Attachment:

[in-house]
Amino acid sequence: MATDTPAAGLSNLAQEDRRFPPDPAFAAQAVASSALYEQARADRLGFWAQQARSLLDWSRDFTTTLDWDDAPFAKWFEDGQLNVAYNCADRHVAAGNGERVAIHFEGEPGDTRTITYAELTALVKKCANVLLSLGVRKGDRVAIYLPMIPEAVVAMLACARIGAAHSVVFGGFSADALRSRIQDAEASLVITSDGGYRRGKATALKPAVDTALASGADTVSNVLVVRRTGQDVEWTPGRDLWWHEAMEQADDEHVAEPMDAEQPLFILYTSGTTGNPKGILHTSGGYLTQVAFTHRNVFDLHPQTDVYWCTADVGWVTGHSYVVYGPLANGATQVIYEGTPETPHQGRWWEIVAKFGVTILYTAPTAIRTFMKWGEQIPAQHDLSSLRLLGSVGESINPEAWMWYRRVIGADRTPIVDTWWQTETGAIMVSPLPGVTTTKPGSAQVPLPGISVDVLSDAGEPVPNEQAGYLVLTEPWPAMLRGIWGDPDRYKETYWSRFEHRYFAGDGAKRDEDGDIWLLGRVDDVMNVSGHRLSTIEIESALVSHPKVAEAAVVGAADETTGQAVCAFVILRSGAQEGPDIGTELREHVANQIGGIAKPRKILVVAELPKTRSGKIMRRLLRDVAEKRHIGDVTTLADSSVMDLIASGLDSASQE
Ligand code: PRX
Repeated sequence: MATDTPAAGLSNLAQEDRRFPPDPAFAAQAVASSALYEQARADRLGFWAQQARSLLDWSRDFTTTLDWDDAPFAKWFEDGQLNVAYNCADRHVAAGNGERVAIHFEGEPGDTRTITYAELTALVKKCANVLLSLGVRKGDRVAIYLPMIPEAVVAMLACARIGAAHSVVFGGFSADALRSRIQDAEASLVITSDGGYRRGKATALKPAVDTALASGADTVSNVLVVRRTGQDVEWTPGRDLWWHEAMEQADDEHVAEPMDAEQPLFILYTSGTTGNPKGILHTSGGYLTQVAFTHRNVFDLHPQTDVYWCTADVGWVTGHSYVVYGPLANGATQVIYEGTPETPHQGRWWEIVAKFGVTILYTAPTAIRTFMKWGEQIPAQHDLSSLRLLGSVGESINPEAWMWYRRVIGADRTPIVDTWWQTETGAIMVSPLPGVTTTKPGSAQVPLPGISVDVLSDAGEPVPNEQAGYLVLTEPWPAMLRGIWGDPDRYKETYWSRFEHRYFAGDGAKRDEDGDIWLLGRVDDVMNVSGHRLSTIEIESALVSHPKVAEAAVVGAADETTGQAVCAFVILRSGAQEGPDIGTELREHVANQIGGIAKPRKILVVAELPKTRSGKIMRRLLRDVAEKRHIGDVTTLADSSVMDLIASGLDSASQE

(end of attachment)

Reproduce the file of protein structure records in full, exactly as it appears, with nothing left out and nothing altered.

[in-house]
Amino acid sequence: MATDTPAAGLSNLAQEDRRFPPDPAFAAQAVASSALYEQARADRLGFWAQQARSLLDWSRDFTTTLDWDDAPFAKWFEDGQLNVAYNCADRHVAAGNGERVAIHFEGEPGDTRTITYAELTALVKKCANVLLSLGVRKGDRVAIYLPMIPEAVVAMLACARIGAAHSVVFGGFSADALRSRIQDAEASLVITSDGGYRRGKATALKPAVDTALASGADTVSNVLVVRRTGQDVEWTPGRDLWWHEAMEQADDEHVAEPMDAEQPLFILYTSGTTGNPKGILHTSGGYLTQVAFTHRNVFDLHPQTDVYWCTADVGWVTGHSYVVYGPLANGATQVIYEGTPETPHQGRWWEIVAKFGVTILYTAPTAIRTFMKWGEQIPAQHDLSSLRLLGSVGESINPEAWMWYRRVIGADRTPIVDTWWQTETGAIMVSPLPGVTTTKPGSAQVPLPGISVDVLSDAGEPVPNEQAGYLVLTEPWPAMLRGIWGDPDRYKETYWSRFEHRYFAGDGAKRDEDGDIWLLGRVDDVMNVSGHRLSTIEIESALVSHPKVAEAAVVGAADETTGQAVCAFVILRSGAQEGPDIGTELREHVANQIGGIAKPRKILVVAELPKTRSGKIMRRLLRDVAEKRHIGDVTTLADSSVMDLIASGLDSASQE
Ligand code: PRX
Repeated sequence: MATDTPAAGLSNLAQEDRRFPPDPAFAAQAVASSALYEQARADRLGFWAQQARSLLDWSRDFTTTLDWDDAPFAKWFEDGQLNVAYNCADRHVAAGNGERVAIHFEGEPGDTRTITYAELTALVKKCANVLLSLGVRKGDRVAIYLPMIPEAVVAMLACARIGAAHSVVFGGFSADALRSRIQDAEASLVITSDGGYRRGKATALKPAVDTALASGADTVSNVLVVRRTGQDVEWTPGRDLWWHEAMEQADDEHVAEPMDAEQPLFILYTSGTTGNPKGILHTSGGYLTQVAFTHRNVFDLHPQTDVYWCTADVGWVTGHSYVVYGPLANGATQVIYEGTPETPHQGRWWEIVAKFGVTILYTAPTAIRTFMKWGEQIPAQHDLSSLRLLGSVGESINPEAWMWYRRVIGADRTPIVDTWWQTETGAIMVSPLPGVTTTKPGSAQVPLPGISVDVLSDAGEPVPNEQAGYLVLTEPWPAMLRGIWGDPDRYKETYWSRFEHRYFAGDGAKRDEDGDIWLLGRVDDVMNVSGHRLSTIEIESALVSHPKVAEAAVVGAADETTGQAVCAFVILRSGAQEGPDIGTELREHVANQIGGIAKPRKILVVAELPKTRSGKIMRRLLRDVAEKRHIGDVTTLADSSVMDLIASGLDSASQE